Education as Punishment

Posted: March 11, 2012 by Ed Griffin in Prison, Reform
Tags: , , , ,

“This is my favorite class,” the young man said as we left the classroom. Of course, that made me feel good. But he did seem to do well in my creative writing class. His mind was always working and he often asked me to bring in new Canterbury Talessubjects. “Could you bring me some of Chaucer’s Canterbury Tales?”

“Sure, I’d be happy to.” I’d never read them myself and here was this young man wanting to study them.

And figures of speech. “What’s a double entendre? What’s synecdoche?”

The next week I brought him a paper on figures of speech.

He met with some of the other guys during the week in addition to our weekly class. He always had something to read.

“I want to learn more about Russian literature. I have some Russian blood in me.”

Russian authorFine. I ordered $40 worth of Russian literature for the man. Solzhenitsyn, Tolstoy, and Dostoyevsky. I knew this would make him happy. Everyone likes to learn their heritage.

Something happened. He broke a rule in another program. The prison banned him from attending my class.

“What?” I protested. “You’re using education as a punishment? This is unheard of. Education is the proven way out of crime.”

Knowing the person who punished him, I was sure his infraction was minor.

I was called in and reprimanded for buying books for the man.

“But he was my student.”

“That’s no excuse. Your only contact with him was to be in the classroom. You are not to buy books for him, for anyone.”

I don’t get it. You find what works with a person and you enhance that interest. This young man loved to come to the educationwriting class.

This was three or so months ago. Things have gotten much worse. Of course, the young man responded in the only way he knew how – he broke more rules, ignoring the advice of his prison parole officer.

Prison often creates the problems they’re trying to correct.

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  1. Catana says:

    It isn’t accidental that prison and school are sometimes very much alike. I hated school when I was young and always felt as if I was in prison. And now schools (in the name of safety) are being treated very much like prisons. The statistics on arrests and various types of confinement and restraints on young children and teens are appalling. Schools aren’t really about education, they’re about training for conformity.

    • Ed Griffin says:

      How sad. You make an interesting — and frightening — comparison.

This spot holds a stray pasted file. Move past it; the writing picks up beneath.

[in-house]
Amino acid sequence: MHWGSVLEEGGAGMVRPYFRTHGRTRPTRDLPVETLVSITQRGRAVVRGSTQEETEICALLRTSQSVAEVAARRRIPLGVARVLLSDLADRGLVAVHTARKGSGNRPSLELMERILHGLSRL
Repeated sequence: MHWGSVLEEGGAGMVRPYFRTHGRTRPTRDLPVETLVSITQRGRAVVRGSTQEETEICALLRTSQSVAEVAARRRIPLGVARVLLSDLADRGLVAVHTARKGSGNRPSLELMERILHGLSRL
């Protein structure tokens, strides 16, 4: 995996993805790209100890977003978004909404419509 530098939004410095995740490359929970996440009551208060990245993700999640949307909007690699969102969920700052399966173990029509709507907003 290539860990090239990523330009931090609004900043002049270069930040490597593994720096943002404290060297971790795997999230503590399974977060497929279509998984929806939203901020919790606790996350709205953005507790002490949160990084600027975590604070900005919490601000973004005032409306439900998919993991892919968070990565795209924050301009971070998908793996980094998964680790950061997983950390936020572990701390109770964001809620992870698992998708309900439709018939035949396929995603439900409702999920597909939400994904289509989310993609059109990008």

Yet in the mess of schools and prisons, we find amazing individuals who overcome it all.
      There are men in prisons who are striving for higher education. That’s why I set up the bursary (see my website) for people who wanted something beyond post-secondary, but couldn’t pay for it. The man who wants an electric typewriter because he can’t have a computer. The man who’s finished most of the work on his masters in theology, but can’t pay for his thesis. And so on.
      But, I’m off topic. Prison educators are paid far less than their public school colleagues. Some of them are there because they believe in education and some because it’s a less stressful job.

  2. Joanne says:

    Wow! I was just talking about this topic today, talk about coincidence! Anyhow, I was told that some prisons are now using education as punishment in another way. Prisoners are being told that they cannot get their security level reduced until they have completed their education. Great way to make education something prisoners may want to pursue, eh? Just like Canata suggested, getting an education can be made to feel like a negative experience and forcing people to do anything does not usually achieve good results.

    • Ed Griffin says:

      How right you are, Joanne. I like your line about being forced to do things. The daily schedule in some Canadian prisons used to be a lot more relaxed. Now it’s more military. There are only certain times men may go from one activity to another. If you don’t go to work in prison industries, if you’re not taking a program or going to school, you’re locked in your cell all day.
      I had a friend who devised an exciting education program for a prison. He was rejected because “his program was not about education.” Go figure.

  3. Colin Soucy says:

    Wow! I’m almost rendered speechless by this Ed. Things have certainly regressed since I was there. Sadly, with our new “tough on crime and on criminals” Federal Government who have pretty much succeeded in convincing the public that they need to be protected from all the bad men out there, while at the same time making it seem as though trying to help a “bad man” better himself is somehow an undesirable thing, I only see our penal system regressing. I won’t be surprised when, in the not too distant future, we will see the attempted, and possibly successful, return of the Death Penalty. I can say with 100% honesty and pride, that taking your class while in prison was not only the highlight of my week, but also gave me a sense of accomplishment and a desire to improve my life in all areas. As someone who has completely proved the prison shrink and the parole board wrong about all the negative things they had to say about me, I urge people to look into how our prisons are actually being run. I would rather spend my tax dollars educating and reforming a prisoner than locking him in a small room and constantly beating his mind and self image into dirt. It just seems so blatantly obvious that education is the answer and it is just sad to see that those in charge blatantly continue to ignore this fact. Whew, I could go on but I’m sure that’s enough for everyone. Also, Ed is not responsible for my many writing and punctuation errors, those are all on me!! Thank you for all you have done and all you continue to do, Our country needs more people like you.

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